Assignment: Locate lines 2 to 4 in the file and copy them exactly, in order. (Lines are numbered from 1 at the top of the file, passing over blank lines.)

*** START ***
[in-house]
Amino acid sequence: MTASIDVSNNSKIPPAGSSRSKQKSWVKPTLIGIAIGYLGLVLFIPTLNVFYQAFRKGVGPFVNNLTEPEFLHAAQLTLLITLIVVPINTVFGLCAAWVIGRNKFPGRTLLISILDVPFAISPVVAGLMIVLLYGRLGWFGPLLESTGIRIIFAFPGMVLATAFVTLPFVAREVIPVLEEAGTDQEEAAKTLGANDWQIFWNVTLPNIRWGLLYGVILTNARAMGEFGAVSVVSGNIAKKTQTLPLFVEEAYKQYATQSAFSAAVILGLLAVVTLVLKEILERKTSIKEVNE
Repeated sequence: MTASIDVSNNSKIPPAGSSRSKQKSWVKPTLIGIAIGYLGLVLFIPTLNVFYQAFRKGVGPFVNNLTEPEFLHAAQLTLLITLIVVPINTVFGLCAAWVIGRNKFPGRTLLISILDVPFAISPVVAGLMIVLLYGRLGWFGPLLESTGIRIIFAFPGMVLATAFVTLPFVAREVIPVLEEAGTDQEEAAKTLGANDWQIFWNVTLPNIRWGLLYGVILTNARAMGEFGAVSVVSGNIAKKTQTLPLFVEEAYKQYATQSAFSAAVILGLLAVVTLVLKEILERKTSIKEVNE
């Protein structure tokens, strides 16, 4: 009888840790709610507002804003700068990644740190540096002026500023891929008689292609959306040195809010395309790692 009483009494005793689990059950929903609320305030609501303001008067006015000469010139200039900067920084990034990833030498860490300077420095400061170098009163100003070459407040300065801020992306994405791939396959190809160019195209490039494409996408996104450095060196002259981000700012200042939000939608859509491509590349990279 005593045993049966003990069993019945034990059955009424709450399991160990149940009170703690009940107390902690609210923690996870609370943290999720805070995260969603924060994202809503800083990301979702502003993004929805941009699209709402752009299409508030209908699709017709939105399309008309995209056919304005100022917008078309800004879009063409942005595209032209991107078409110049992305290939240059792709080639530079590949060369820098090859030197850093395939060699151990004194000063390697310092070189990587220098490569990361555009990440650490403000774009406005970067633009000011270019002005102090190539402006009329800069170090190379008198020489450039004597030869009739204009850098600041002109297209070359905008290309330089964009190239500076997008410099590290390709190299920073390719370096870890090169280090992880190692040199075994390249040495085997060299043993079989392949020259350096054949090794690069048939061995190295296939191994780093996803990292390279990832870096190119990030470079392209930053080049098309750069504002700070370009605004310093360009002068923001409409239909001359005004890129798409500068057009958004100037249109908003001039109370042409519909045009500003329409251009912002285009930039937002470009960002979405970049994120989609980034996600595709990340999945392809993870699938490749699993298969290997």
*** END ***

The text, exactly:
Amino acid sequence: MTASIDVSNNSKIPPAGSSRSKQKSWVKPTLIGIAIGYLGLVLFIPTLNVFYQAFRKGVGPFVNNLTEPEFLHAAQLTLLITLIVVPINTVFGLCAAWVIGRNKFPGRTLLISILDVPFAISPVVAGLMIVLLYGRLGWFGPLLESTGIRIIFAFPGMVLATAFVTLPFVAREVIPVLEEAGTDQEEAAKTLGANDWQIFWNVTLPNIRWGLLYGVILTNARAMGEFGAVSVVSGNIAKKTQTLPLFVEEAYKQYATQSAFSAAVILGLLAVVTLVLKEILERKTSIKEVNE
Repeated sequence: MTASIDVSNNSKIPPAGSSRSKQKSWVKPTLIGIAIGYLGLVLFIPTLNVFYQAFRKGVGPFVNNLTEPEFLHAAQLTLLITLIVVPINTVFGLCAAWVIGRNKFPGRTLLISILDVPFAISPVVAGLMIVLLYGRLGWFGPLLESTGIRIIFAFPGMVLATAFVTLPFVAREVIPVLEEAGTDQEEAAKTLGANDWQIFWNVTLPNIRWGLLYGVILTNARAMGEFGAVSVVSGNIAKKTQTLPLFVEEAYKQYATQSAFSAAVILGLLAVVTLVLKEILERKTSIKEVNE
């Protein structure tokens, strides 16, 4: 009888840790709610507002804003700068990644740190540096002026500023891929008689292609959306040195809010395309790692 009483009494005793689990059950929903609320305030609501303001008067006015000469010139200039900067920084990034990833030498860490300077420095400061170098009163100003070459407040300065801020992306994405791939396959190809160019195209490039494409996408996104450095060196002259981000700012200042939000939608859509491509590349990279 005593045993049966003990069993019945034990059955009424709450399991160990149940009170703690009940107390902690609210923690996870609370943290999720805070995260969603924060994202809503800083990301979702502003993004929805941009699209709402752009299409508030209908699709017709939105399309008309995209056919304005100022917008078309800004879009063409942005595209032209991107078409110049992305290939240059792709080639530079590949060369820098090859030197850093395939060699151990004194000063390697310092070189990587220098490569990361555009990440650490403000774009406005970067633009000011270019002005102090190539402006009329800069170090190379008198020489450039004597030869009739204009850098600041002109297209070359905008290309330089964009190239500076997008410099590290390709190299920073390719370096870890090169280090992880190692040199075994390249040495085997060299043993079989392949020259350096054949090794690069048939061995190295296939191994780093996803990292390279990832870096190119990030470079392209930053080049098309750069504002700070370009605004310093360009002068923001409409239909001359005004890129798409500068057009958004100037249109908003001039109370042409519909045009500003329409251009912002285009930039937002470009960002979405970049994120989609980034996600595709990340999945392809993870699938490749699993298969290997």